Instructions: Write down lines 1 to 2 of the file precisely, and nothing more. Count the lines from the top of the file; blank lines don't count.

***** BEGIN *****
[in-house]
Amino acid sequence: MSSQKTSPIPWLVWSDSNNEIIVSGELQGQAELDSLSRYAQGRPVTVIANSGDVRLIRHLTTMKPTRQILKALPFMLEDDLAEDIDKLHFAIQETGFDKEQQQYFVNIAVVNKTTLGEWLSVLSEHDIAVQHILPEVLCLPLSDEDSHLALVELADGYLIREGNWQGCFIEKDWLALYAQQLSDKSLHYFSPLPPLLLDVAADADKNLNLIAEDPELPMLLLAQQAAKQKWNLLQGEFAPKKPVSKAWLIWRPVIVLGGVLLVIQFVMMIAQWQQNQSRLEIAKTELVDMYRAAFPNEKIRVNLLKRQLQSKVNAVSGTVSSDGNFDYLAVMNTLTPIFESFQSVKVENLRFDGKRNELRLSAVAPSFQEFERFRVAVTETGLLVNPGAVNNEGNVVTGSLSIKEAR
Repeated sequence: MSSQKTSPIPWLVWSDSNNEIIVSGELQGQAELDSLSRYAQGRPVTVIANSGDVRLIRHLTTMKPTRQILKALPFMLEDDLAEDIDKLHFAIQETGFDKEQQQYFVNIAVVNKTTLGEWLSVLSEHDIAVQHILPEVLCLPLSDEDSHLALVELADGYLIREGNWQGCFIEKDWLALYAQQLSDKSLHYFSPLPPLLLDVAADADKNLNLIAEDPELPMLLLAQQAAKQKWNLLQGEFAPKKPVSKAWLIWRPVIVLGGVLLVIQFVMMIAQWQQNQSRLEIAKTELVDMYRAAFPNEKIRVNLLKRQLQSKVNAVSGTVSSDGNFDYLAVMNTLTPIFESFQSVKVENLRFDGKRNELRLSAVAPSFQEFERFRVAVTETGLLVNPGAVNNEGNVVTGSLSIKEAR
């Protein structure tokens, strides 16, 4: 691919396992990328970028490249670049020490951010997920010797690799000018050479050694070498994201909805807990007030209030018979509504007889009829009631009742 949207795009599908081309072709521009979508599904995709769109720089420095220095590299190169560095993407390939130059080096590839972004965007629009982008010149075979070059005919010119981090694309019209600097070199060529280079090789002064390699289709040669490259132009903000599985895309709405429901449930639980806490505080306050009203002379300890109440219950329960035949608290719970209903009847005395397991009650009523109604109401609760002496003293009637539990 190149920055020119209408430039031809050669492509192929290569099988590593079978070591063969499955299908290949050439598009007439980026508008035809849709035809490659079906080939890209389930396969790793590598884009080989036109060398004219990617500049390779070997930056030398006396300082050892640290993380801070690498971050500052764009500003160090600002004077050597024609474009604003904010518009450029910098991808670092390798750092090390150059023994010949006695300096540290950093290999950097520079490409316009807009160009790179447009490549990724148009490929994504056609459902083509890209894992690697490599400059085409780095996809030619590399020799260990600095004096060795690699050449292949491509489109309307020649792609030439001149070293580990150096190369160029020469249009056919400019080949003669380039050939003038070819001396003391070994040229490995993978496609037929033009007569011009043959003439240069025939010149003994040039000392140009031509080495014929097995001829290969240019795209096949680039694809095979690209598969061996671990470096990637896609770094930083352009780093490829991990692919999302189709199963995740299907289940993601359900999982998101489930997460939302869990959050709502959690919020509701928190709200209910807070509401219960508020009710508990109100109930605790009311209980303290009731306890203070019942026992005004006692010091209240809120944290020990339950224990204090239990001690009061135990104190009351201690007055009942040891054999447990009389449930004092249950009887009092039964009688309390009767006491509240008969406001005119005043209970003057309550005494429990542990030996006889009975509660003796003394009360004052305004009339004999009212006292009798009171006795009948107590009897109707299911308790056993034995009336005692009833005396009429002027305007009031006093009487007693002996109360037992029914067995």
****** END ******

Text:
[in-house]
Amino acid sequence: MSSQKTSPIPWLVWSDSNNEIIVSGELQGQAELDSLSRYAQGRPVTVIANSGDVRLIRHLTTMKPTRQILKALPFMLEDDLAEDIDKLHFAIQETGFDKEQQQYFVNIAVVNKTTLGEWLSVLSEHDIAVQHILPEVLCLPLSDEDSHLALVELADGYLIREGNWQGCFIEKDWLALYAQQLSDKSLHYFSPLPPLLLDVAADADKNLNLIAEDPELPMLLLAQQAAKQKWNLLQGEFAPKKPVSKAWLIWRPVIVLGGVLLVIQFVMMIAQWQQNQSRLEIAKTELVDMYRAAFPNEKIRVNLLKRQLQSKVNAVSGTVSSDGNFDYLAVMNTLTPIFESFQSVKVENLRFDGKRNELRLSAVAPSFQEFERFRVAVTETGLLVNPGAVNNEGNVVTGSLSIKEAR